Velimir R. Radmilović, Atomistic Phenomena in Engineering Materials

Velimir R. Radmilović

Serbian Academy of Sciences and Arts, Knez Mihailova 35, 11000, Belgrade, SERBIA, and
Nanotechnology and Functional Materials Center, Faculty of Technology and Metallurgy, University of Belgrade, Karnegijeva 4, 11120 Belgrade, SERBIA
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As the recipient of this award I would like to thank the Materials Research Society of Serbia and my nominators, Professor Robert Sinclair of Stanford University and Dr. Ulrich Dahmen of the Lawrence Berkeley National Laboratory, as well as Dr. Dragan Uskoković, who coordinated the nomination and the decision making process, and many other colleagues who supported my nomination, for the honor of receiving this recognition. The results I will be presenting have been carried out not only by myself, but also by many of my graduate students and post-docs. Without their great talent and hard work none of these results would have been possible, and this recognition goes to them as well. I feel very honored to be given the opportunity to present an overview of the work from my group and the collaborations I've had throughout the years with some outstanding scientists from all over the world. Given the time constraint, I decided to present a few examples which demonstrate the main research interests of my group which are related to phase transformations in engineering systems, multi purpose thin film sensors and nanomaterials for energy related applications. The main research tools we have used were cutting edge characterization techniques, like aberration-corrected high resolution transmission electron microscopy in tandem with structure modeling and simulation, energy filtered spectrum imaging, electron energy loss spectroscopy, etc. The first example will demonstrate a way of producing coarsening resistant monodispersed Al3(LiSc) core/shell particles in an Al matrix, generated by a complex size focusing effect that drives the system in the opposite direction of typical Ostwald ripening. Our modeling and simulations show that the complex precipitation pathway can be fully understood within the framework of classical theories of nucleation and growth. The second example will show the potential of Al-Mo and Ni-Mo binary alloy thin films as resonating nanoelectromechanical system (NEMS) cantilever nanosensors, studied by means of microstructural and elastic properties measurements, using fiber optical interferometry. The third and final example will show our recent discovery of a novel method for synthesizing M2O3(ZnO)n thermoelectric nanowires (MZO, M = In, Ga, Fe) using facile solid state diffusion, which enabled us to control their defect structure at an atomic level. Processing control at an atomic level will open up new avenues in synthesis of advanced materials with unprecedented mechanical and electronic properties.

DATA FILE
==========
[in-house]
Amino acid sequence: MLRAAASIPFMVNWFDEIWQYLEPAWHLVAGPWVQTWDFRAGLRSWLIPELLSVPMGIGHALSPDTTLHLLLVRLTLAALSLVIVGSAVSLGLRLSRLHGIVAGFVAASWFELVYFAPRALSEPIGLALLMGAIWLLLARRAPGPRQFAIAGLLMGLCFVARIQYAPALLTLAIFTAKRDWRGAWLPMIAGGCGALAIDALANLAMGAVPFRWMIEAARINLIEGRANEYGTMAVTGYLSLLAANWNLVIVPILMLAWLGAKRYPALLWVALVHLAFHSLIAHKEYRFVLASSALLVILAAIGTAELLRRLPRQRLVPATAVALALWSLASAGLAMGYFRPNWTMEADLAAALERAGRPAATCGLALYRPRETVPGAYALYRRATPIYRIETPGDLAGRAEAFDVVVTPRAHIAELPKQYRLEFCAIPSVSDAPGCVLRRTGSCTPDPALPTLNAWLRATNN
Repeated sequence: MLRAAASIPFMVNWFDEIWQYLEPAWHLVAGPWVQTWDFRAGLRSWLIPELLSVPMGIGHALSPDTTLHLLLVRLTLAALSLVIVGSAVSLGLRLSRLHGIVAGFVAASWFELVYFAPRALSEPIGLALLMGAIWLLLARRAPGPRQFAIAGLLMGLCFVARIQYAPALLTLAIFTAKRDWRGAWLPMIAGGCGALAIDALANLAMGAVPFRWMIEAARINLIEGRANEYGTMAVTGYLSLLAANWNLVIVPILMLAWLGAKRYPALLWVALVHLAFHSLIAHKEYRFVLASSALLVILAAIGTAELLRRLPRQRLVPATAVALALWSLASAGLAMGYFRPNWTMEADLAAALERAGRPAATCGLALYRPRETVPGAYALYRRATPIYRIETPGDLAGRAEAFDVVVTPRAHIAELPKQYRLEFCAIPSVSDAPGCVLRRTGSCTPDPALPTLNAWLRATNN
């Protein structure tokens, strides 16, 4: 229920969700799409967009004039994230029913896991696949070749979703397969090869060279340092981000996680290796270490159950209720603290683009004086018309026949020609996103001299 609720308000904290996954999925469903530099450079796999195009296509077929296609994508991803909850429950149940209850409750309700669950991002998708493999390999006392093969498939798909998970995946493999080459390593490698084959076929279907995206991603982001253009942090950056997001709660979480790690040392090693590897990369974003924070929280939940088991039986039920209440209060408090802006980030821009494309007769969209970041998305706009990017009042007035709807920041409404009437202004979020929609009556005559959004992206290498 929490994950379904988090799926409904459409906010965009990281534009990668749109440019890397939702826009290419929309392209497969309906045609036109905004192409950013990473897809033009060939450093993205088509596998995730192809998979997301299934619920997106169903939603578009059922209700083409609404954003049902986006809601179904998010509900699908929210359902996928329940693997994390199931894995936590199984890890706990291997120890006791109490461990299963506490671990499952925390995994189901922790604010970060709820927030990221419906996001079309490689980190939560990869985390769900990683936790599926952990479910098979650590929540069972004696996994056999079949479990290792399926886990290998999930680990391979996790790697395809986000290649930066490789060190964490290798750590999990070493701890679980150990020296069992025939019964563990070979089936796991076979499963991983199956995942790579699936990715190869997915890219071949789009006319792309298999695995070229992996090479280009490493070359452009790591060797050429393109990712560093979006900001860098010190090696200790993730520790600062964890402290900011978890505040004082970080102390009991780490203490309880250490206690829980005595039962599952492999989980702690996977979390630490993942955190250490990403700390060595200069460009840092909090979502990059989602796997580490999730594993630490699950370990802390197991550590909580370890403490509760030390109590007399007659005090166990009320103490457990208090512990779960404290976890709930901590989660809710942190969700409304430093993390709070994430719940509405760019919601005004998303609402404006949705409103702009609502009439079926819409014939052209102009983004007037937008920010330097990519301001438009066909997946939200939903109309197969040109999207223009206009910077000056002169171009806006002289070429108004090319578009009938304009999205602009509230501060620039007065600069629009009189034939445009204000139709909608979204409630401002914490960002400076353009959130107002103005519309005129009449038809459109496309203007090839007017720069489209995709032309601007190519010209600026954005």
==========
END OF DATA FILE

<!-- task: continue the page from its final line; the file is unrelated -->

I would like to acknowledge support from Serbian Academy of Sciences and Arts, under the project No. F-14

Plenary lectures - YUCOMAT 2017

member since 2008